By: Mark Turko

          It is a common misconception that learning and getting better at playing the guitar requires a large commitment of your time. Nothing can be further from the truth. What is  more important is the frequency and quality of your practice time, not the length of time that you practice . Short and frequent intervals of focused uninterrupted practice time will yield bigger results in your progress.


          This way of practicing will benefit both new students and experienced players looking to develop new or refine existing skills.  Your brain cannot handle long periods of time of intense concentration. Short periods of practice time ensures your concentration will be at a peak level. It is during this peak level that the most gains in progress can be achieved.


          Finding 5 minutes of time can easily be achieved. We all probably waste five minutes here and there in our daily lives. Waiting for dinner to be ready, waiting to leave the house all dressed and ready to go to an appointment or waiting for a favorite TV show to start are all great opportunities to get some guitar practice time in. It is as simple as picking up your guitar instead of picking up your smart phone or the remote control for your television.


 Five minutes of practicing everyday will accumulate the thirty hours of practice time a year!



          Having your guitar out of the case and on a guitar stand in a convenient place will make it easier to grab your guitar and put a few minutes of practice time in. If you have small children or pets that can potentially damage your instrument  this may not be a good idea. If you do have the option to leave your guitar out it will make it easier . If you try it, you will be surprised how much more often you will grab your guitar.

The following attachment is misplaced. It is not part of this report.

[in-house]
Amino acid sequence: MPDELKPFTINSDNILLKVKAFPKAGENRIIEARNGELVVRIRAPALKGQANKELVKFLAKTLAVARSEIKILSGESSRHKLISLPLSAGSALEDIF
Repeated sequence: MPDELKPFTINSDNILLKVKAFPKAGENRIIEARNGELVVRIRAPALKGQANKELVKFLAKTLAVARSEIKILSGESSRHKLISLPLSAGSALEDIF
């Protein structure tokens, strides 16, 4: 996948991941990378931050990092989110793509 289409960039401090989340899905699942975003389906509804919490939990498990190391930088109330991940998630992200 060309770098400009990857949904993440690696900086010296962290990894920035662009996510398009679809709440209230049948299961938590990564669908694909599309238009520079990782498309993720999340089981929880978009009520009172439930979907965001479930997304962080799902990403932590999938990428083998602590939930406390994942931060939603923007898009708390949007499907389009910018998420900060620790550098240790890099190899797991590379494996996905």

If you have more than 5 minutes of time to practice be sure to take frequents breaks.  As I mentioned earlier, your brain can't handle extremely long lengths of focused practice time. You will get much more progress out of your practice time if you divide up your practice time into short intervals with breaks.



          I use this technique in my own practicing to develop new skills or in trying to master skills I already have but want to improve upon. This way I am sure to be getting the most out of my time with the guitar. Life keeps us all busy but practicing doesn't need to take a lot of your time.



Mark Turko is a lifelong professional guitar player and a certified guitar lesson instructor. Contact Mark if you are interested in guitar lessons in North Haven.

Convenient Latham Location 12110